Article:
FIG. 12 is a flow chart of the disk cleaning process.
These drawings are not intended as a definition of the invention, but are provided solely for the purpose of illustrating the preferred embodiments of the invention described below.
FIG. 1 is an exploded view of a disk drive, indicated generally at 10. Disk drive 10 includes a housing 12, and a housing cover 14 which, after assembly is mounted within a frame 16. The housing 12 and housing cover 14 form a disk drive enclosure. Rotatably attached within the housing 12 on an actuator shaft 18 is an actuator arm assembly 20. The actuator arm assembly 20 includes an E block 22, which is a comb like structure having a plurality of arms 23. Attached to the separate arms 23 on the E block 22, are load springs 24, commonly referred to as suspensions. Attached at the end of each load spring is a slider 26 which carries read/write elements (not shown in FIG. 1). On the other end of the actuator arm assembly 20 opposite the load springs 24 and the sliders 26 is a voice coil 28.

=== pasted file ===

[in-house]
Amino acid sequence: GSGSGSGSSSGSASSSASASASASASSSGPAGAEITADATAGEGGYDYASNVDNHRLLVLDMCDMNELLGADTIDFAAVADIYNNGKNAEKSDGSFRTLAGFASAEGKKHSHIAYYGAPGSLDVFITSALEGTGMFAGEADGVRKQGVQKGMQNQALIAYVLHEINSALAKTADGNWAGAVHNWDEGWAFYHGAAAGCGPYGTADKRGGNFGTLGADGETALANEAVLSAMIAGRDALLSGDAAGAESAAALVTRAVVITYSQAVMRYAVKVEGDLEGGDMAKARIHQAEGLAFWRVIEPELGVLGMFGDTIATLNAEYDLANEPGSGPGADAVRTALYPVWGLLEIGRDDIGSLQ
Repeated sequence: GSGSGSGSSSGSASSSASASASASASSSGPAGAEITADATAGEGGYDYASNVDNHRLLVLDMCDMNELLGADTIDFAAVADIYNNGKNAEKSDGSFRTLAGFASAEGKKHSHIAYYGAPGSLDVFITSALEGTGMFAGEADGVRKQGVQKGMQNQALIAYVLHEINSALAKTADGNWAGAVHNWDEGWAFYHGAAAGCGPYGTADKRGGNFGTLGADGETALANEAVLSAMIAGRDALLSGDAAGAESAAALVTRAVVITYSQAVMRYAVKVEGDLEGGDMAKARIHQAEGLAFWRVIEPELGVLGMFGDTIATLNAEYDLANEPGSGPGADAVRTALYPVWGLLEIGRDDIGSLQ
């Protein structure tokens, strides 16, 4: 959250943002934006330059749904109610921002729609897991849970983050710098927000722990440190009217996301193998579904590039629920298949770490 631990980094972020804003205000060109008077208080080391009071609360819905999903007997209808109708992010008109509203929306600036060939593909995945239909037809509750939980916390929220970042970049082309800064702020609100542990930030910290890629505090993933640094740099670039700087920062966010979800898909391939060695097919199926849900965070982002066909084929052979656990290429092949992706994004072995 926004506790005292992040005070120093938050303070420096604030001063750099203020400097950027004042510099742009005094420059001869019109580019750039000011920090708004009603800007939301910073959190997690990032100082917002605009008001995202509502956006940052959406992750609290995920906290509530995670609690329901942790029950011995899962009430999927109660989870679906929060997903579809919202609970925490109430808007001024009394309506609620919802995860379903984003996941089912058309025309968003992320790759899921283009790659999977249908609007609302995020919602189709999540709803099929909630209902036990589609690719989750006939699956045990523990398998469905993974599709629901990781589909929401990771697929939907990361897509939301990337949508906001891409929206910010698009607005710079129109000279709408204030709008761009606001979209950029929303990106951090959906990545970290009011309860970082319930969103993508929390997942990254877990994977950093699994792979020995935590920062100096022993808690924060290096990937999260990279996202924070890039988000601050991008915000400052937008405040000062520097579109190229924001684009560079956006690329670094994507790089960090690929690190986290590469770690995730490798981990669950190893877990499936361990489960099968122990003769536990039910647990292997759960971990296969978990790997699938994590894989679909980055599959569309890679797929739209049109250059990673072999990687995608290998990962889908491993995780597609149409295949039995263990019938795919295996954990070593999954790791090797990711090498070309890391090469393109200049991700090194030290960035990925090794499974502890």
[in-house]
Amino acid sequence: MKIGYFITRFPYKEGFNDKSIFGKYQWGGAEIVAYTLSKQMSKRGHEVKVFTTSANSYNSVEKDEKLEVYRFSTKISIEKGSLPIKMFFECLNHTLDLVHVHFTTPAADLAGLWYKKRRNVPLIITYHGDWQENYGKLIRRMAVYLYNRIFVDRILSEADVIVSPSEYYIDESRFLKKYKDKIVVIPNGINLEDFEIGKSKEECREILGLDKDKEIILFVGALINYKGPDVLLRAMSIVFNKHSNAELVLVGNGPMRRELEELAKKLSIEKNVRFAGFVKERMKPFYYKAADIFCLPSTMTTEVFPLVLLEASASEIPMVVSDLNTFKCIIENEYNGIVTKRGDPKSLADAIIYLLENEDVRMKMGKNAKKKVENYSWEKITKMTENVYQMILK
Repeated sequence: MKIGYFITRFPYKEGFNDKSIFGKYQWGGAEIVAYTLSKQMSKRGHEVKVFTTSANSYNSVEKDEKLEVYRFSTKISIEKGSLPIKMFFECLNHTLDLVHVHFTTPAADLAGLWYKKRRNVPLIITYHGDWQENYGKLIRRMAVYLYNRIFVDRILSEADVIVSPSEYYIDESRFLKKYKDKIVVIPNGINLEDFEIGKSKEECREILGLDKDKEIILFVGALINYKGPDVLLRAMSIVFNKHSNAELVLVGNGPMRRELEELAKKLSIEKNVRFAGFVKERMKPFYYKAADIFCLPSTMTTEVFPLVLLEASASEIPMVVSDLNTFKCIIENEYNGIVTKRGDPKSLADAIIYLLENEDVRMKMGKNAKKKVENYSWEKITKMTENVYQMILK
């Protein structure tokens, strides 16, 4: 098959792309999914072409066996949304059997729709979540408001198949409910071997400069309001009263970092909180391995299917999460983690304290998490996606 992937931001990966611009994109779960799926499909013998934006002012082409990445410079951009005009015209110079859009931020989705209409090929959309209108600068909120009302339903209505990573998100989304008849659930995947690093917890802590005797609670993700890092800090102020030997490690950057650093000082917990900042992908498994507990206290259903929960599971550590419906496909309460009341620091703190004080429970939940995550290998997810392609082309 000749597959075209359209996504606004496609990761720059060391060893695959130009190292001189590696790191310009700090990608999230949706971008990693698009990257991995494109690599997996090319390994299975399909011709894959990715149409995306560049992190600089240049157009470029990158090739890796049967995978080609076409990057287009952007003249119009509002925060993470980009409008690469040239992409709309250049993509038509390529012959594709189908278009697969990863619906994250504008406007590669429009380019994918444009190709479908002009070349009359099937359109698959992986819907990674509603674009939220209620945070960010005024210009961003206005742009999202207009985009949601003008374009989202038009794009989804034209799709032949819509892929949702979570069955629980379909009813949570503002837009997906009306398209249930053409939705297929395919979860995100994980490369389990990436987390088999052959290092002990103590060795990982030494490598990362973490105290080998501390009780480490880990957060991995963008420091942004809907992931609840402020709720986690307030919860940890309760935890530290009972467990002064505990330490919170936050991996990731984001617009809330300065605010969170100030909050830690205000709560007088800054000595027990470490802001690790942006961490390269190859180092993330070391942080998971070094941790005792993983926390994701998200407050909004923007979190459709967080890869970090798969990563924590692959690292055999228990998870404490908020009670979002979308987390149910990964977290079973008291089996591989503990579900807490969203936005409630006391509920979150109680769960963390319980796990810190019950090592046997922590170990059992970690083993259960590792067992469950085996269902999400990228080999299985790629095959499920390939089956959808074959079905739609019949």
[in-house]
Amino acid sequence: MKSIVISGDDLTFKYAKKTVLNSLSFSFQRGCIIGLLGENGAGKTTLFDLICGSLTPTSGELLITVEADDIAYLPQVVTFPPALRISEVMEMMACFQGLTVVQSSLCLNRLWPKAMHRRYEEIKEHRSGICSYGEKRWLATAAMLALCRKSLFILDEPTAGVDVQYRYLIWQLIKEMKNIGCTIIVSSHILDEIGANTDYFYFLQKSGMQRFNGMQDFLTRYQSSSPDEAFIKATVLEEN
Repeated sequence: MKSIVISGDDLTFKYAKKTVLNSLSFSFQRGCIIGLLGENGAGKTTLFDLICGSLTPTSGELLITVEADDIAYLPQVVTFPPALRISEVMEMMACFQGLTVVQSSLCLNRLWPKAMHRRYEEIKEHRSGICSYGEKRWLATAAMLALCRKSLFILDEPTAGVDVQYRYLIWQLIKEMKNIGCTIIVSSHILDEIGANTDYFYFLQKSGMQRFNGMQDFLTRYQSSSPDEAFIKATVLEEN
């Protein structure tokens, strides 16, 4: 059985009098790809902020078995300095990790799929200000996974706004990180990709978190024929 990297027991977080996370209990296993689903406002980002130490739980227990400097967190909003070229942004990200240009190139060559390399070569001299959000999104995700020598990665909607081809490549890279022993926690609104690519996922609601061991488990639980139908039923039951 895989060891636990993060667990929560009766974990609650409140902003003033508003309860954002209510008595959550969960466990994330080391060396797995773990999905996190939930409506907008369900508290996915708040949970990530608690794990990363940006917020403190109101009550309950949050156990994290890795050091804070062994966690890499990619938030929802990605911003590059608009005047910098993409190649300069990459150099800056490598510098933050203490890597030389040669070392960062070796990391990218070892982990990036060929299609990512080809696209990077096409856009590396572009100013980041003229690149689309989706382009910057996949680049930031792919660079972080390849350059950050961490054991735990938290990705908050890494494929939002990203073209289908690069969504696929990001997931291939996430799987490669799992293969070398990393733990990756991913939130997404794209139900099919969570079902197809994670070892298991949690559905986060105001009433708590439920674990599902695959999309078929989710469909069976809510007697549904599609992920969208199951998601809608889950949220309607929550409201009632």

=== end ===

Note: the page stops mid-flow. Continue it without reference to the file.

Attached within the housing 12 is a pair of magnets 30. The pair of magnets 30 and the voice coil 28 are key parts of a voice coil motor which applies a force to the actuator assembly 20 to rotate it about the actuator shaft 28. Also mounted within the housing 12 is a spindle shaft 32. A hub assembly 33 is rotatably attached to the spindle shaft 32. The spindle assembly includes the spindle shaft 32 and the hub assembly 33. In FIG. 1, eight disks 34 are attached to the hub assembly 33. As shown in FIG. 1, disks 34 are attached to the hub assembly 33 with substantially equal spacing between each disk.